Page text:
What keeps incumbents in power? Money, obviously, since the money all flows to those who can grant the favors as opposed to those who promise to grant favors while assuring voters they won't do any such thing. And money rules politics. With campaign costs long since rocketed out of the sky and currently heading beyond the solar system, legislators raise money full-time, while actually governing the country is more like a hobby. They noodle around with it in the garage in order to get away from their wives.
But even worse than the money is the gerrymandering. Again, see DeLay as a perfect example. The people in power, usually the representatives and/or their parties, arrange districts block-by-block to construct inviolate Republican or Democratic voting communities. Combine that with a two-party stranglehold on our elections, and we have congressional districts that resemble monarchies, little medieval fiefdoms, more than democratically elected offices.
So what do we do about it? Solutions abound, though given that the only people who can change the rules are the ones in power, and they have no desire to change the rules that got them that power, the chance of any of the solutions getting enacted are remote at best.
Getting the money out of the election equation is a good first step. There has been some campaign finance reform lately, but it's just a start, and some of it has been derailed by the courts. (A Supreme Court that doesn't believe money is the same as speech, and thus unregulable, would help, but that would take replacing at least two or three of the conservatives with moderates.) Leaning on the broadcasters could also make a difference. After all, they were granted access to the public airwaves under the requirement that they air a certain amount of content for the "public good." That all got de-regulated with Reagan and further deteriorated under Clinton, but forcing them to show political ads for free during election season in return for broadcast rights would strip away a lot of the necessity for campaign money.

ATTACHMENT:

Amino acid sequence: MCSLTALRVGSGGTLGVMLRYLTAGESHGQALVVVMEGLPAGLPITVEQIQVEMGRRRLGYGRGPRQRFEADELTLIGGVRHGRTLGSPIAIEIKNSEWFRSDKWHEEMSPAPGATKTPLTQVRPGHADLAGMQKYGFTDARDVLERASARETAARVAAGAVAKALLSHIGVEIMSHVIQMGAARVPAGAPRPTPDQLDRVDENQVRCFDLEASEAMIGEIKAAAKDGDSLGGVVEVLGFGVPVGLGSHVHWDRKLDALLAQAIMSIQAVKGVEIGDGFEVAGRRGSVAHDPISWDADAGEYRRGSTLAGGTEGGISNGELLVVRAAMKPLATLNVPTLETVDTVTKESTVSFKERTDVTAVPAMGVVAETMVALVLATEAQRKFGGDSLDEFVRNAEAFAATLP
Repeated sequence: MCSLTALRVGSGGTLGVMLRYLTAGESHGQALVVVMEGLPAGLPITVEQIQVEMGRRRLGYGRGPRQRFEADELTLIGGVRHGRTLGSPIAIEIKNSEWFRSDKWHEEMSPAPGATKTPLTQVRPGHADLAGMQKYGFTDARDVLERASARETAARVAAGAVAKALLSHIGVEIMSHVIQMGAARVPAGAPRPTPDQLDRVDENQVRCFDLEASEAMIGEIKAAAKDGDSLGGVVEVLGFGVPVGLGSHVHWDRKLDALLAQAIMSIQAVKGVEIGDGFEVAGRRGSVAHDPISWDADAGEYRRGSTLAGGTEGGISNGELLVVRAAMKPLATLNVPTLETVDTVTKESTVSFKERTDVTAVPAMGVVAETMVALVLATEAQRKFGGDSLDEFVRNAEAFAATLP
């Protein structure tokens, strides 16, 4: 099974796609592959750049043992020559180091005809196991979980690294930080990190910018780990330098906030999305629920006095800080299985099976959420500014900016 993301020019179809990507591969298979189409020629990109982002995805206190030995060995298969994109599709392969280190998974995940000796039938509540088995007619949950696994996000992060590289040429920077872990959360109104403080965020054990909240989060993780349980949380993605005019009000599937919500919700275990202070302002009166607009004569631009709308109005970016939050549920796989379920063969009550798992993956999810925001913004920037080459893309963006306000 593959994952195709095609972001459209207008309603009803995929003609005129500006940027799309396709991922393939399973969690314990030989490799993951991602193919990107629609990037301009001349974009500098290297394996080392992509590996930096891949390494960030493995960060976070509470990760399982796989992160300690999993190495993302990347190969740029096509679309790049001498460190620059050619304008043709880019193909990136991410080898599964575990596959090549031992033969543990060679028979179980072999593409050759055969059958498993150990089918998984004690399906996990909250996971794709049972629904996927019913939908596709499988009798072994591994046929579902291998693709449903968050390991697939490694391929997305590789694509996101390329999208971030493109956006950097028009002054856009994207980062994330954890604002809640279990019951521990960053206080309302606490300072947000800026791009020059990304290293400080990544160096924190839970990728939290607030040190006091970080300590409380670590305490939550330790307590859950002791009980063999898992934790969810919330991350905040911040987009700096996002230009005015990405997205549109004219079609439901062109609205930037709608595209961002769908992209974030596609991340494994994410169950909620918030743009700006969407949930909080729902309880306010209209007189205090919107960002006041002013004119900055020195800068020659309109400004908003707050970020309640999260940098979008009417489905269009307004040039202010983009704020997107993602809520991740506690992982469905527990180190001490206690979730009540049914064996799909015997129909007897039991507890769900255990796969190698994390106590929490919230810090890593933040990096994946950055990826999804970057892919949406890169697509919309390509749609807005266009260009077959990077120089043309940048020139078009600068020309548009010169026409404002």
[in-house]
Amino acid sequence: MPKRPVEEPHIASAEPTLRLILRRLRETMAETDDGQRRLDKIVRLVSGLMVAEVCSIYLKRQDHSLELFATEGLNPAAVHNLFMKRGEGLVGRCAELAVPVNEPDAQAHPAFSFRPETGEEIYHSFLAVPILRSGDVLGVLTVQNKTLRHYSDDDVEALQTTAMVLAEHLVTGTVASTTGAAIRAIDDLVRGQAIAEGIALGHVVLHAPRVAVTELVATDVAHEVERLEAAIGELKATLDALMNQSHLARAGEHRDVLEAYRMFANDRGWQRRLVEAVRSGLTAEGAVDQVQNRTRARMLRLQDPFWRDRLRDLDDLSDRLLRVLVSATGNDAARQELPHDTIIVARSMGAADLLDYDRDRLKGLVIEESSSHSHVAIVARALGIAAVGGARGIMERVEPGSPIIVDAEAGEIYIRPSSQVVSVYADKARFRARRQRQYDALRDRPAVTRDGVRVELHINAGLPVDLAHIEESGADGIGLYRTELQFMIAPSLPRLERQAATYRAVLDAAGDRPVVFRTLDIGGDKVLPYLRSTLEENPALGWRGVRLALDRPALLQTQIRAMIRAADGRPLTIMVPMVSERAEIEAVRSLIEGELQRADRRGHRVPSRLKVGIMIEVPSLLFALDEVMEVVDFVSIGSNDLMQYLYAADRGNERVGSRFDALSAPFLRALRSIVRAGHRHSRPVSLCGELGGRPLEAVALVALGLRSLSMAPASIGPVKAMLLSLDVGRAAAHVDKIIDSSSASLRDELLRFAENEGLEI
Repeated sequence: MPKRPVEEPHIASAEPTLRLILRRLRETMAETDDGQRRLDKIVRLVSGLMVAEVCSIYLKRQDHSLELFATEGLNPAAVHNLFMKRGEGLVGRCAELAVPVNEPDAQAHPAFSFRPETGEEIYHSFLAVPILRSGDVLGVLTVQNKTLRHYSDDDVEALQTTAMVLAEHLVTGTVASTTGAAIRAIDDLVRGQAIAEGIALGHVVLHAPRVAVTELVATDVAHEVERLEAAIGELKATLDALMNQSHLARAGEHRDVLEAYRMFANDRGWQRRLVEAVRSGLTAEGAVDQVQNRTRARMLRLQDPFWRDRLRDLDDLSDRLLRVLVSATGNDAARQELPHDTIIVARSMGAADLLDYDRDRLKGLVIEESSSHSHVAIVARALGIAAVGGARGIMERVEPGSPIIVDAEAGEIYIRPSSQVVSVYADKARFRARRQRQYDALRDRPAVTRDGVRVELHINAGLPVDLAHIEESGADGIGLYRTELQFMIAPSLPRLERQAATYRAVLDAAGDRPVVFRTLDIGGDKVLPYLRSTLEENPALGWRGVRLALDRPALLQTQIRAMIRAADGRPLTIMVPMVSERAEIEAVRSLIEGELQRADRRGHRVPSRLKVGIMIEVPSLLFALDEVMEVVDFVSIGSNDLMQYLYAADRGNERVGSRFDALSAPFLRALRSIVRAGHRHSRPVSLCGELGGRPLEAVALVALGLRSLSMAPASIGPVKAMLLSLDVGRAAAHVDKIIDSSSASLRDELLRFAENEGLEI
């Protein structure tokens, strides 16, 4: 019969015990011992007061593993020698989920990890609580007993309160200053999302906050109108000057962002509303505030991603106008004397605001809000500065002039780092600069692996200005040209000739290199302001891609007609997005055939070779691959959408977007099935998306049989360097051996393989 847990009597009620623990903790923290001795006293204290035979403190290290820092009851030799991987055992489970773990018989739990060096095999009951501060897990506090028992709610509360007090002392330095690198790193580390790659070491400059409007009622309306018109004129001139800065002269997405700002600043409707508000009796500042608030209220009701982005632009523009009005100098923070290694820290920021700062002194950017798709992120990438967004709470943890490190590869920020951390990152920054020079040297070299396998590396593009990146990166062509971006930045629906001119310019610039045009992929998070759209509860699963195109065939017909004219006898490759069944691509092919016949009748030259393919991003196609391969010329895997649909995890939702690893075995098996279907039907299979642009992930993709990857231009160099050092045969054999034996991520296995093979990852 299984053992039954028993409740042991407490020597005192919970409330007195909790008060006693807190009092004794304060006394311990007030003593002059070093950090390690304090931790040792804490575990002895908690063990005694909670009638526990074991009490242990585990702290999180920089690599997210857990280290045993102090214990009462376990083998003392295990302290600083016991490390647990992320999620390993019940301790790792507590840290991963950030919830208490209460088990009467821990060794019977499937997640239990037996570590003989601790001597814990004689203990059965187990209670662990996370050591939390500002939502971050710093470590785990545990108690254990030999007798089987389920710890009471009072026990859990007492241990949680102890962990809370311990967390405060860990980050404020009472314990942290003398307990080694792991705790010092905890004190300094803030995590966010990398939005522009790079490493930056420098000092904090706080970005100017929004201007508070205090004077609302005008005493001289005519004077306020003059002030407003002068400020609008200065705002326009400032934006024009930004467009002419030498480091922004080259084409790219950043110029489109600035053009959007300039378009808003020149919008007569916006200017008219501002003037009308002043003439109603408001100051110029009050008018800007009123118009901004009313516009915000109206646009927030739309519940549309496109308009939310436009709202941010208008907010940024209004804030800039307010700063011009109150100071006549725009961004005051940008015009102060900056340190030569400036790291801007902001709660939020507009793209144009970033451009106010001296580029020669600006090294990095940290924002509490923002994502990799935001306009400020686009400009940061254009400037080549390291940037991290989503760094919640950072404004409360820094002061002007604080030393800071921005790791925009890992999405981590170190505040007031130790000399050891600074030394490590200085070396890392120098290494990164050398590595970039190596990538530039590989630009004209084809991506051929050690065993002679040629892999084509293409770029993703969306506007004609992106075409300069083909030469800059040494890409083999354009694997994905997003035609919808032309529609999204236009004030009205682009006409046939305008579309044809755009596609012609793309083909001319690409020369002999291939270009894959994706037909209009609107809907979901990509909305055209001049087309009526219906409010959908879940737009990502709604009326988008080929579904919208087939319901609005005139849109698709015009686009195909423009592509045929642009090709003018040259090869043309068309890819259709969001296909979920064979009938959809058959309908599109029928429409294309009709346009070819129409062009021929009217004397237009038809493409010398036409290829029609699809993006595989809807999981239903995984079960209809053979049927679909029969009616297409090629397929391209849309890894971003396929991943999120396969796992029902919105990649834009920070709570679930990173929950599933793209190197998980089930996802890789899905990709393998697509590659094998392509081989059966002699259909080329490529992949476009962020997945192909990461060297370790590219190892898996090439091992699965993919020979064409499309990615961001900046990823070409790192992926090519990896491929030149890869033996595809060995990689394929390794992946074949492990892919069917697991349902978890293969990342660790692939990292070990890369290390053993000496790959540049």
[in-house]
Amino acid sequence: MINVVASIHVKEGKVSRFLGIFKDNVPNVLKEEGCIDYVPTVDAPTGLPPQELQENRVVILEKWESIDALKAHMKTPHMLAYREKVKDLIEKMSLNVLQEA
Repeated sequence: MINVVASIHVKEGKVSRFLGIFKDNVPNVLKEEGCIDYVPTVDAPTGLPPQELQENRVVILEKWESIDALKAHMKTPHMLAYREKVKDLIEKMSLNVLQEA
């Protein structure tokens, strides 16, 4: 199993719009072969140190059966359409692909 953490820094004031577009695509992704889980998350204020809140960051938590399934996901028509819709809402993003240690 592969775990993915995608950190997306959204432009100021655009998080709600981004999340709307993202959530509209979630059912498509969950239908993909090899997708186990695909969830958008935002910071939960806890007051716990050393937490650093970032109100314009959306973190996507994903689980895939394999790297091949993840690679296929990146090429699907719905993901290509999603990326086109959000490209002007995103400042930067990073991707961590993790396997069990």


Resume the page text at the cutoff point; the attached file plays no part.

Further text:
However, given the rise of cable, the web, and other media sources, I'm not sure how much difference jumping on the broadcasters would have. Not to mention the fact that if the money is there, the politicians will find a way to spend it. Personally, I'd like to see political ads completely outlawed and/or strict public funding of campaigns, though both risk running afoul of the First Amendment.
Term limits could help, too, though again trying to get those elected to sign off on their own eventual ouster is damned difficult. Remember all those Republicans that came in with Gingrich, taking the House, advocating term limits, and promising to leave after they had served a term? Most of them are still there, and none of them quit of their own volition, and nobody has said squat about term limits in ten years.
All of that would help, but none of it would address gerrymandering. I re-read the Constitution, and it doesn't actually lay out how Representatives and Senators are to be determined; that's left up to the states, so theoretically the states could put the district-mapping process in neutral hands, like California is trying to do by leaving it to judges. That, however, only works if judges are actually neutral, which is asking a lot, especially in states like Louisiana where judges are elected.